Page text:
Swift has recently replaced Objective-C as Apple’s programming language for iOS and OS X devices. The code has been described as, “Objective-C without the C”. But what does that mean? While this language can still work with Objective-C, it will most likely replace the language entirely one day (at least for Apple apps). Swift is safer, easier to write, and fun. Here’s what you should know about Apple’s new language.
What is Swift?
According to Apple, Swift is a more natural language to write compared to Objective-C. It also is safer, as it does not expose unsafe accessors — this means that bugs are less likely to get into the code. If bugs do get in, Swift triggers a crash that will stop on the line of code where the problem is. This allows programmers to fix bugs/problems quickly. Swift is also more similar to other object-oriented languages such as Java and C#, as it doesn’t use Smalltalk commands. However, it still uses features of Objective-C, but with cleaner syntax.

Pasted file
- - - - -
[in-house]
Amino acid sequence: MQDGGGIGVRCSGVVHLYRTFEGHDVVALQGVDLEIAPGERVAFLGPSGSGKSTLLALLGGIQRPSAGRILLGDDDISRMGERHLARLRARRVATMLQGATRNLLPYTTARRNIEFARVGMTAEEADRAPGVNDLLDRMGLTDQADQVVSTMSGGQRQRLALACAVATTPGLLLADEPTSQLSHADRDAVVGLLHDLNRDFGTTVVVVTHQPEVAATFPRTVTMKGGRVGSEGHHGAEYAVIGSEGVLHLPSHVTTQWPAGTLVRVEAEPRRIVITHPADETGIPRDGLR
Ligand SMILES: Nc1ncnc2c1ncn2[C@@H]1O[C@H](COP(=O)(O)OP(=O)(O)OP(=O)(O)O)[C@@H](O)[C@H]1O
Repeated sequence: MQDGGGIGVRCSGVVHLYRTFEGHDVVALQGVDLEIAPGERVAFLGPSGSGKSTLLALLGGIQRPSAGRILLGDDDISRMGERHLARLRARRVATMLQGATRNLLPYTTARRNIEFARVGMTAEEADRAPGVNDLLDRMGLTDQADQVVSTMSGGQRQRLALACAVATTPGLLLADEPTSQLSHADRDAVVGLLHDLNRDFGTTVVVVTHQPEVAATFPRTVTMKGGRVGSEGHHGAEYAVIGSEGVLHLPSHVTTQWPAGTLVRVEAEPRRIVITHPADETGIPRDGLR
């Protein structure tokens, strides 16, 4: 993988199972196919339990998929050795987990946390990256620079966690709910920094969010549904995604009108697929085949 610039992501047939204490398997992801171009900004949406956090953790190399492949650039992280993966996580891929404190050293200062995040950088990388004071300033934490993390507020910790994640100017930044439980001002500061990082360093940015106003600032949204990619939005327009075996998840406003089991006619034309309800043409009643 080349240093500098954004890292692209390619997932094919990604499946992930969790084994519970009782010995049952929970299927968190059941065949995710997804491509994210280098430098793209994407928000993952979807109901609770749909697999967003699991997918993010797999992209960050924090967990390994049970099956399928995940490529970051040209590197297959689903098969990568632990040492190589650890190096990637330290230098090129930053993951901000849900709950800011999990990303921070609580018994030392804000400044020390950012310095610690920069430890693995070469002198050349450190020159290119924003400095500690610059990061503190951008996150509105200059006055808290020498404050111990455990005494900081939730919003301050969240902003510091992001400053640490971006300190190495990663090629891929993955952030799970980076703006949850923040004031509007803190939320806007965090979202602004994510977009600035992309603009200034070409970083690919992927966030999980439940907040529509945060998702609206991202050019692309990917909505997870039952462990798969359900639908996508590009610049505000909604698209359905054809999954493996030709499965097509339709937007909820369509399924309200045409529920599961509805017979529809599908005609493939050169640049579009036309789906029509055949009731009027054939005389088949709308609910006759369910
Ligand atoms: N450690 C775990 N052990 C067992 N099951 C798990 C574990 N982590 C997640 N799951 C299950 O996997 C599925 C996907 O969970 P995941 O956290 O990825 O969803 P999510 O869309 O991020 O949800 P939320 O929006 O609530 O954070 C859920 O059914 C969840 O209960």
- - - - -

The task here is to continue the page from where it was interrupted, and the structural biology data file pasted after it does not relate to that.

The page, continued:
The History of the Language
Chris Lattner began developing Swift in 2010, and eventually many other Apple programmers joined in. The language took ideas from countless other languages, such as Objective-C, Ruby, Python, C#, and more. A beta version was released in 2014 at the Apple WorldWide Developers Conference, along with an app written in that code. On the iBooks store, you can download The Swift Programming Language, a free manual. Swift was released in September 2014 for iOS, and updated versions have been released since then. The 3.0 version came out in September 2016. Apple also recently released an app called “Swift Playgrounds”, which can teach people how to code the language.
Although Swift is a new language, it will quickly rise to prominence, since it is used by Apple. While apps can still be created using Objective-C, it probably won’t be long before this new language overtakes Objective-C in popularity.